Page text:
This slideshow is the Smartboard I used in this class that I describe below:
The day my students got back from spring break, this week, I started things off with a bang! At least, that was the intention. Instead of doing the whole “Paris was great, where did you go for your vacation?” time waster, I decided to dive right in. They left for break having learned some trigonometry basics, and I had blown their minds with the idea that you can measure angles with something other than degrees (radians). Monday’s lesson was to be on central angles, arcs, and angular velocity.
On Sunday night, I downloaded GoogleEarth onto my school laptop. In an ideal world, I wanted to say:
So kiddos, I flew from Newark to Paris for spring break. Let’s all get out our laptops and find out their longitude and latitude, and the distance between them. [I do it in front of them on GoogleEarth]. Now let’s use this info to the find the radius of the earth.
Unfortunately, after a few minutes of playing around with this problem, it becomes very clear to me that it is not as simplistic and trivial as I had hoped, because the latitude and longitude are different. Picture the following. Draw a line from the center of the earth to Newark, from the center of the earth to Paris, and a curved line (along the globe) from Newark to Paris. You have a sector of a circle. You know the arc length. But what’s the central angle (the angle between the radii)? It’s not a trivial problem for students to calculate that angle.
So instead, I copped out and found two random spots on the equator (one in Brazil, one in the Democratic Republic of Congo), and the distance between them. And then I had students come up with what to do next. It took very little time before they stumbled upon the idea of setting up a proportion: angle/full circle angles = arc/full circle perimeter.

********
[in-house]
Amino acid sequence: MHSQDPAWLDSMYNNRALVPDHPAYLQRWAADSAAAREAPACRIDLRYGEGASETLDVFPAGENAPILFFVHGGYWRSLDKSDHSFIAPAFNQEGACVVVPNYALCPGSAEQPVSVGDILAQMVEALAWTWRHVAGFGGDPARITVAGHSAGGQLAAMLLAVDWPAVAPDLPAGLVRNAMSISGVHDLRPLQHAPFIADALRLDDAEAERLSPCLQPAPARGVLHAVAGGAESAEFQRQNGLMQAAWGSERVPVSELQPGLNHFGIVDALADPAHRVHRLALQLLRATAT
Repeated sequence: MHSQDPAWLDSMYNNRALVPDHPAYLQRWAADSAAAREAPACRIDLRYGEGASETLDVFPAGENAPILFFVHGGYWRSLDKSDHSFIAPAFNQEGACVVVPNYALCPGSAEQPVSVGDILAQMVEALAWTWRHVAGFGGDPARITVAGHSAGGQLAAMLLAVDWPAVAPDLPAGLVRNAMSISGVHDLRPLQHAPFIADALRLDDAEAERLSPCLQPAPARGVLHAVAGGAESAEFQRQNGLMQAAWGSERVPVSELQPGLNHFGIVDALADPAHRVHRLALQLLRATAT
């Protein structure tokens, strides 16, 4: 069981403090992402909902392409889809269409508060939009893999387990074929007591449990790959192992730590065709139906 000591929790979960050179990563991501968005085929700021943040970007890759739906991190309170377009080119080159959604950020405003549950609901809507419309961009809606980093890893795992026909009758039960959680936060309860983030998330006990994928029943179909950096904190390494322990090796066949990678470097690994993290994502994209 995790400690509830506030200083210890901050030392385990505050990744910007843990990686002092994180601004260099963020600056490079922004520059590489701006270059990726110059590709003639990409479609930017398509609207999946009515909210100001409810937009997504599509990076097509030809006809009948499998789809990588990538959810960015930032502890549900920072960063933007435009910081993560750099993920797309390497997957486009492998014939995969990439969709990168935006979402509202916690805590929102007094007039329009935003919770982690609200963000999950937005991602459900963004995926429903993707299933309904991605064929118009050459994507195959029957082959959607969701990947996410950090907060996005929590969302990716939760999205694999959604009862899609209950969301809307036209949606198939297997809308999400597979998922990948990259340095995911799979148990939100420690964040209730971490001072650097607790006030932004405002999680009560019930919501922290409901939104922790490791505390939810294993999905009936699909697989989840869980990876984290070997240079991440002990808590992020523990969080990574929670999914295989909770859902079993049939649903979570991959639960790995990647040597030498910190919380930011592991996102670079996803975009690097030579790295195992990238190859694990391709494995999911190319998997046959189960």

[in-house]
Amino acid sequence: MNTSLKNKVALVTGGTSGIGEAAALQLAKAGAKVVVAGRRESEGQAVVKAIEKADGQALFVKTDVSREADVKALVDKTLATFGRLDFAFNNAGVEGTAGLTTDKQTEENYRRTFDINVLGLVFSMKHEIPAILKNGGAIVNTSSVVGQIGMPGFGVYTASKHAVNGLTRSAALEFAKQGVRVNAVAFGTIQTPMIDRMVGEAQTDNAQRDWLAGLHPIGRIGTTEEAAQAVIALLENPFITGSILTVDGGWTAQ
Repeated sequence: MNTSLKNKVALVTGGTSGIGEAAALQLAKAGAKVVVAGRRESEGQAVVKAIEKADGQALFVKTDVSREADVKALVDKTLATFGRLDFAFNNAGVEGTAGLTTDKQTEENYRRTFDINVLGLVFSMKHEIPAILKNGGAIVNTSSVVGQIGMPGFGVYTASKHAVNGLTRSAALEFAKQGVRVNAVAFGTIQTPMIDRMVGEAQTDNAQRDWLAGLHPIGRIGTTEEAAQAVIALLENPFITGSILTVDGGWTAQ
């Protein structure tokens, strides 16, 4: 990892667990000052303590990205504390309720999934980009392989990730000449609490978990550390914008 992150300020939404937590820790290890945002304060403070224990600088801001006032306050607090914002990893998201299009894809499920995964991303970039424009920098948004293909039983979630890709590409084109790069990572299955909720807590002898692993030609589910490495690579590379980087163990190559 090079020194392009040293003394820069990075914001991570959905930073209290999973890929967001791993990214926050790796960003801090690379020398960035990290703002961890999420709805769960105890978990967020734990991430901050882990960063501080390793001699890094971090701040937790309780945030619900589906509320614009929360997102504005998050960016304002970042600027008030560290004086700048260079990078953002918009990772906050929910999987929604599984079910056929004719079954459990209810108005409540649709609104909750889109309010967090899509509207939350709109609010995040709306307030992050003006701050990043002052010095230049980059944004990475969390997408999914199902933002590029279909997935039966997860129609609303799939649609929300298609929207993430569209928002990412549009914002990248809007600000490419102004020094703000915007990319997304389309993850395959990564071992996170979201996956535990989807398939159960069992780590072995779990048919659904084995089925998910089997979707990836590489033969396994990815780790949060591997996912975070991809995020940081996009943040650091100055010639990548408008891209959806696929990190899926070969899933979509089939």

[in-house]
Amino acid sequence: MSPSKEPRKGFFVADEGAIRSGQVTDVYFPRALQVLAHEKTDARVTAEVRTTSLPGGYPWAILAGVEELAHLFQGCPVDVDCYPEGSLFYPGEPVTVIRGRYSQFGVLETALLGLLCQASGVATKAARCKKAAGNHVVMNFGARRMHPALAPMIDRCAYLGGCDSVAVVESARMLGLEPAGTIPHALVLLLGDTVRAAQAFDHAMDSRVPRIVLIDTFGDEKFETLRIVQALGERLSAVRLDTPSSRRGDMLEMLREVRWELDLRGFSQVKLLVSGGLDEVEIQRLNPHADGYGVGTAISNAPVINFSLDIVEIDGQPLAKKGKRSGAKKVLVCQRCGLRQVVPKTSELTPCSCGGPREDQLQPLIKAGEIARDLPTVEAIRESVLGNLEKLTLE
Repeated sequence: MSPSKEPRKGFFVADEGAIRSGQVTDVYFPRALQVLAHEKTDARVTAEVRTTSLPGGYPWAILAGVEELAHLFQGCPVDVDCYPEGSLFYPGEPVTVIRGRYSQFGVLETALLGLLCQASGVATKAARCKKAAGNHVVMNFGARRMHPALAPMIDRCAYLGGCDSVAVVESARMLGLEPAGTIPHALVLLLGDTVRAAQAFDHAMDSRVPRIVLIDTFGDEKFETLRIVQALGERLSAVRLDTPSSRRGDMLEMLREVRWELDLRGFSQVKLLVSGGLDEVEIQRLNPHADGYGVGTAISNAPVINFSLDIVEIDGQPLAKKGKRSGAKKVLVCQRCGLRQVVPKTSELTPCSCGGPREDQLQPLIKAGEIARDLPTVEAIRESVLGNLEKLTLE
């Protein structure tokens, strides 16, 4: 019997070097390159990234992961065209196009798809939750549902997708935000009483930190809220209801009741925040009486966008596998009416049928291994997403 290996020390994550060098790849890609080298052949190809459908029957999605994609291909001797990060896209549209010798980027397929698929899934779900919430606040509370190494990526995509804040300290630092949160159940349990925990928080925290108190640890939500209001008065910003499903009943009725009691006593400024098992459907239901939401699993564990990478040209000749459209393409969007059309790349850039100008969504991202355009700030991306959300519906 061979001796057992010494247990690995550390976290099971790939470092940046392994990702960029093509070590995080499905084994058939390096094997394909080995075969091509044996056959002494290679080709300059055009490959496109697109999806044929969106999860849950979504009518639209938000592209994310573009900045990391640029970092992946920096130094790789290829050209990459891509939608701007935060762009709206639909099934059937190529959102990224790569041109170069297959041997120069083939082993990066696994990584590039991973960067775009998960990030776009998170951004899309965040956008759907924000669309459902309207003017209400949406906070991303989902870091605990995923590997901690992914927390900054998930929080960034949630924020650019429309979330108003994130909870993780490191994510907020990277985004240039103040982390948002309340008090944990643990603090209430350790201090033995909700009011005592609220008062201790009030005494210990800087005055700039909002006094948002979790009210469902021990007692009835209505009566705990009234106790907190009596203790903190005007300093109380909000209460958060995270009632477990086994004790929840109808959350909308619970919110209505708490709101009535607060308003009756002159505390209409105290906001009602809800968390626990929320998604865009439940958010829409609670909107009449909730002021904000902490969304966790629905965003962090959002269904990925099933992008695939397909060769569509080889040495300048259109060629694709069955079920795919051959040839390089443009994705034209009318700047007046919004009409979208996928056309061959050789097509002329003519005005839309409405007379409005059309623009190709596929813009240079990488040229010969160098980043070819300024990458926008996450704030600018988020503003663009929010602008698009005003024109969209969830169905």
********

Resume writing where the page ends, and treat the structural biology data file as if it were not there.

From that, we found the circumference of the globe (about 40,046km). And then we compared it to what Wikipedia said (40,075km), marveled at our own acumen, and talked about the sources of error. And because I truly am a big nerd, I talked about the origin of the meter (see this book).
This warmup took about 10 minutes, and was a perfect segway into a discussion of arc length and central angles.
We set up the same proportion as we did above, but for a general circle of radius r, central angle , and arc length s, to discover the wonderful formula . Then I asked them if it made sense… (The larger the circle’s radius, the larger the arc length… check! The smaller the angle, the smaller the arc length… check!) And when I asked them when they had seen this before, most of my students noticed: “duh Mr. Shah, the Earth problem…”
Finally, I got to the final topic, angular speed. I remember when I was first taught this, I was taught it as a formula. There was no conceptual understanding behind it. And students tend to love to rely on formulas without understanding them. So I introduced the ideas of “linear speed” and “angular speed” — and then asked them to calculate (without showing them any problems) the linear speed and angular speed of someone in Brazil or the Democratic Republic of Congo as the earth spun on it’s axis. And someone’s hand shot in the air, then another, and soon the problem was solved.
In addition, one student noticed that the angular velocity remained the same no matter where on the globe you stood, but your linear velocity decreased the further away you got from the equator.
Which led to the final equation of the day: .
Some more practice problems were done, and that was that. With that concluded one of my better, more cohesive lessons. It all tied together with the globe thing, and they really left with a sense of the concepts, more than the simply memorizing the formulas.
 One class noticed we could calculate the radius of the earth with this formula, since in our earlier problem, we knew the distance between the places in Brazil and the Democratic Republic of Congo, and the angle between them… So we did that, and got another wonderfully accurate answer too!